Some two odd years ago, my optometrist told me that my eyesight would be deteriorating over the next year, because of cataracts developing in both of my eyes. I felt reassured, because the cataracts had not developed to such an extent that my vision was not yet impaired.
A year later, another eye sight test, and the Main Man told me that I should consider putting myself and the eye test results forward, via my GP, to the NHS, for consideration as to Cataract Surgery. I agreed, because if a specialist states I may soon have a problem, I wanted to do something towards the removal of that problem.
In due course, at the lava-flow speed of the NHS, I received instructions from the NHS that I could book a consultation with an eye specialist. I followed the booking procedure, and received word that, yes, I could make an appointment: but only after a waiting period of forty eight weeks. After a short pause to check if my bank balance was still healthy, I commenced calling all the Private Hospitals to see if my needs could be accomodated. I chose a Newcastle Hospital, as the optical surgery people said that there were vacancies with only a six week wait before the surgery could be done. This of course was at a cost of +/-£2,500.00. I was given the full test treatment, eyes measured for the lens replacement, and had my Left Eye given the full ‘decoke’ treatment. After a three week wait, so my eye sight could adjust itself to the new lens, I found that my left eyesight had gained the full clarity of fifty years ago.
As I really could not afford another private operation, I set myself to wait; but Lady Luck smiled, and I was contacted by the NHS, and asked If I could take up an appointment which had been cancelled at short notice. So, early March, I was there like a shot, but found that, as opposed to Private Practice, everything moved with that afore-mentioned lave flow speed. I had one appointment with a female consultant, who had all my notes. She checked me out, then told me that I would be given another appointment to be measured. I did murmur that I wondered why I couldn’t be measured then and there, as they had all the latest optical equipment. I honestly did not know until that moment that a facial expression could mirror the mind behind that face, but I learnt at the speed of light that this was the NHS, not private practice, and everyone had to take their place in the queue.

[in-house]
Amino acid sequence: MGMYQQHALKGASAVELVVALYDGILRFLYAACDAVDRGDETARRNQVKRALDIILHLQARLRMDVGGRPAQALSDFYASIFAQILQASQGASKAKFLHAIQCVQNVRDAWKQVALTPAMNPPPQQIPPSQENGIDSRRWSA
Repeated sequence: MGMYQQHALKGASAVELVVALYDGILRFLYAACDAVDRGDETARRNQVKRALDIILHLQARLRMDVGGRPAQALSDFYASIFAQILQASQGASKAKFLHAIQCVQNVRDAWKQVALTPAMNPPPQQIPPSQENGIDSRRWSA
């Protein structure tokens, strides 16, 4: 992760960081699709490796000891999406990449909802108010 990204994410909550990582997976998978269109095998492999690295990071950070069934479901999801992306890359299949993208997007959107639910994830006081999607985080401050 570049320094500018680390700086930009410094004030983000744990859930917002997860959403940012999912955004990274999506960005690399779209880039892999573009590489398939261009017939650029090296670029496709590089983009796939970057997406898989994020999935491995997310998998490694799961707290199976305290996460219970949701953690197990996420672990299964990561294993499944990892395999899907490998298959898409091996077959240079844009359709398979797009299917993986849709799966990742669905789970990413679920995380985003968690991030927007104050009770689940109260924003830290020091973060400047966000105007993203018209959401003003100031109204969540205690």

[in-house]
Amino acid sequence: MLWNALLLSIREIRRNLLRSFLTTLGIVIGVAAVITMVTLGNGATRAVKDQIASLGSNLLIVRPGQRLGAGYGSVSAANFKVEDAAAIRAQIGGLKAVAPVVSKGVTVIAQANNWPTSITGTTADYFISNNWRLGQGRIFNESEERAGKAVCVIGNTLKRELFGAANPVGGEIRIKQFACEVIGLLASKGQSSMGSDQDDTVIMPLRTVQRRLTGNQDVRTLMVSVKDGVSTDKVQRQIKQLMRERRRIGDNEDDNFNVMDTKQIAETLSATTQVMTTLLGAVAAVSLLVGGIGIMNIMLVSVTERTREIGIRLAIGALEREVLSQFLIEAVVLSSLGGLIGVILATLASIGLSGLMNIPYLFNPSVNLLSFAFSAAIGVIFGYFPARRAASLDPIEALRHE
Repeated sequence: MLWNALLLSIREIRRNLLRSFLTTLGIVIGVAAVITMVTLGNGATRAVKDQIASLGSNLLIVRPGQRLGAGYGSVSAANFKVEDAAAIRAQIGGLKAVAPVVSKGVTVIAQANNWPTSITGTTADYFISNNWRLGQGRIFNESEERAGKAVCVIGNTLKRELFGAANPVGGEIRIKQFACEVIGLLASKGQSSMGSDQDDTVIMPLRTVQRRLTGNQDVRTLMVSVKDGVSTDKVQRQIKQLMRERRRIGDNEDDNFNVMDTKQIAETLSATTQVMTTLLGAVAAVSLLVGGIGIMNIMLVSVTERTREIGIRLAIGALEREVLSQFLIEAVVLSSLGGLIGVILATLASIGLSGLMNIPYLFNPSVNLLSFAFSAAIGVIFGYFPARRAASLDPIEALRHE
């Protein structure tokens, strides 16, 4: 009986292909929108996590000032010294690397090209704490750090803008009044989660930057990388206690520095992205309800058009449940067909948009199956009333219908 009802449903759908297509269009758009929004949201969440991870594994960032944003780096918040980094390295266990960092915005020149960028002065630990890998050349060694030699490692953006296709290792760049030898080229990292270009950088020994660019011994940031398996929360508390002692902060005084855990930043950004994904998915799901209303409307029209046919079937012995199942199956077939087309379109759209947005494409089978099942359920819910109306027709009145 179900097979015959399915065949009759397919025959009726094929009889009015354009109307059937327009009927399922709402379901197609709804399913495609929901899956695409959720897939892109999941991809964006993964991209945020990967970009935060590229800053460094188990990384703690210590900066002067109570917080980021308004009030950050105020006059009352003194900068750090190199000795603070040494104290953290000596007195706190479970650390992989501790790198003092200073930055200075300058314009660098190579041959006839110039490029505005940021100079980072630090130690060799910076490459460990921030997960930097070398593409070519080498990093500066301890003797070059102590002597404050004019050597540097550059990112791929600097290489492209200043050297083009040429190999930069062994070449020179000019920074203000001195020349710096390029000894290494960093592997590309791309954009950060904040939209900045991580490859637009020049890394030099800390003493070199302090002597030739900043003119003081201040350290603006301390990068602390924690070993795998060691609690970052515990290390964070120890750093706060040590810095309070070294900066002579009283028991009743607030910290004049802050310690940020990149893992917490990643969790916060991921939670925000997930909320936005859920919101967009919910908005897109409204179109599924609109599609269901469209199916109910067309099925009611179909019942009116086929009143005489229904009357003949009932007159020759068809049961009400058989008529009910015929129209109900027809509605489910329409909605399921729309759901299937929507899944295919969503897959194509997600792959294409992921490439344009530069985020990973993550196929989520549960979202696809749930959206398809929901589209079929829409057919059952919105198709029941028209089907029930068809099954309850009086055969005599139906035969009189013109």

So I returned, and had my right eye’s lens measured. I then had to cancel the first operation appointment, because I had an attack of the Virus, so had to wait six weeks, as the hospital demanded that no possibility existed of the virus getting exposed in one of their operating theatres. But I eventually got to lie down, and have this alarmingly attractive young woman (Well, at my age everyone is young) slice into my eye, and conduct the whole caboodle with care and accuracy. I had to return in two weeks, so this young woman could remove the suture she had placed on the top corner of my eye, and three weeks after that, I was eye-tested, and given the all-clear.
So the reader may ask why an eighty-one year old bloke is describing the tortuous route towards regaining full vision with the cataract operations. It is simply this: if you drive, you MUST, MUST, MUST, ensure that your vision meets the legal requirement for driving, you have to be able to read a vehicle number plate at 20 metres. (66 feet away). The DVLA requires that, if you cannot meet that standard, you remove yourself from driving, until an optometrist conducts the tests, and allows for corrective glasses, or indeed an operation, which will then allow you to drive safely.
Grandfather James Tassell would be alive today if “Reckless and foolish” Peter Gardner, 82, nearly the same age as myself, had such poor vision he “shouldn’t have been driving” when he “catapulted” James Tassell six feet into the air. His vision was so bad he could not make out a car licence plate three metres (9ft 10ins) away.
A court also heard the retired rail worker had recently been told by an optician he may be developing cataracts – but failed to arrange a follow-up appointment.